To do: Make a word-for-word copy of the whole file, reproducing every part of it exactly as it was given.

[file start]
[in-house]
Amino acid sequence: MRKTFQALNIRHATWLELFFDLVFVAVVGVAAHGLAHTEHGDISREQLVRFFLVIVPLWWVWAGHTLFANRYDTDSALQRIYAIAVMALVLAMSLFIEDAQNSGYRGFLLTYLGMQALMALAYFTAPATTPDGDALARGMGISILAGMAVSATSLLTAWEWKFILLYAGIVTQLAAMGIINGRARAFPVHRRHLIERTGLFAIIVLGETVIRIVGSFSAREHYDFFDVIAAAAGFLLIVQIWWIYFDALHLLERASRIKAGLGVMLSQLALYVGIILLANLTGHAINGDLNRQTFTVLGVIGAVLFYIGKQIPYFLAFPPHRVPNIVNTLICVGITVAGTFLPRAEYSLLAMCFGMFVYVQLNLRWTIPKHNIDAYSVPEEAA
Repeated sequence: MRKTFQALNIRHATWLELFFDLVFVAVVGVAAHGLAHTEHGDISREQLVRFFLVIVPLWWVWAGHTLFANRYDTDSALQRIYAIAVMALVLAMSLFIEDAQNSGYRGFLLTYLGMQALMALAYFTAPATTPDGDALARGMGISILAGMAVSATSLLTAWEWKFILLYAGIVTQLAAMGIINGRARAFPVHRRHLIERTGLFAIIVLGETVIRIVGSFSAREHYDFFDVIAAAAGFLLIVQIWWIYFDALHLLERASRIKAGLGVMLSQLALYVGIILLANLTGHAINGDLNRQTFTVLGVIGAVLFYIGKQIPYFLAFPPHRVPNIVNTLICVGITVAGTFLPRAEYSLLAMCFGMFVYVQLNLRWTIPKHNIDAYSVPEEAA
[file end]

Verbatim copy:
[in-house]
Amino acid sequence: MRKTFQALNIRHATWLELFFDLVFVAVVGVAAHGLAHTEHGDISREQLVRFFLVIVPLWWVWAGHTLFANRYDTDSALQRIYAIAVMALVLAMSLFIEDAQNSGYRGFLLTYLGMQALMALAYFTAPATTPDGDALARGMGISILAGMAVSATSLLTAWEWKFILLYAGIVTQLAAMGIINGRARAFPVHRRHLIERTGLFAIIVLGETVIRIVGSFSAREHYDFFDVIAAAAGFLLIVQIWWIYFDALHLLERASRIKAGLGVMLSQLALYVGIILLANLTGHAINGDLNRQTFTVLGVIGAVLFYIGKQIPYFLAFPPHRVPNIVNTLICVGITVAGTFLPRAEYSLLAMCFGMFVYVQLNLRWTIPKHNIDAYSVPEEAA
Repeated sequence: MRKTFQALNIRHATWLELFFDLVFVAVVGVAAHGLAHTEHGDISREQLVRFFLVIVPLWWVWAGHTLFANRYDTDSALQRIYAIAVMALVLAMSLFIEDAQNSGYRGFLLTYLGMQALMALAYFTAPATTPDGDALARGMGISILAGMAVSATSLLTAWEWKFILLYAGIVTQLAAMGIINGRARAFPVHRRHLIERTGLFAIIVLGETVIRIVGSFSAREHYDFFDVIAAAAGFLLIVQIWWIYFDALHLLERASRIKAGLGVMLSQLALYVGIILLANLTGHAINGDLNRQTFTVLGVIGAVLFYIGKQIPYFLAFPPHRVPNIVNTLICVGITVAGTFLPRAEYSLLAMCFGMFVYVQLNLRWTIPKHNIDAYSVPEEAA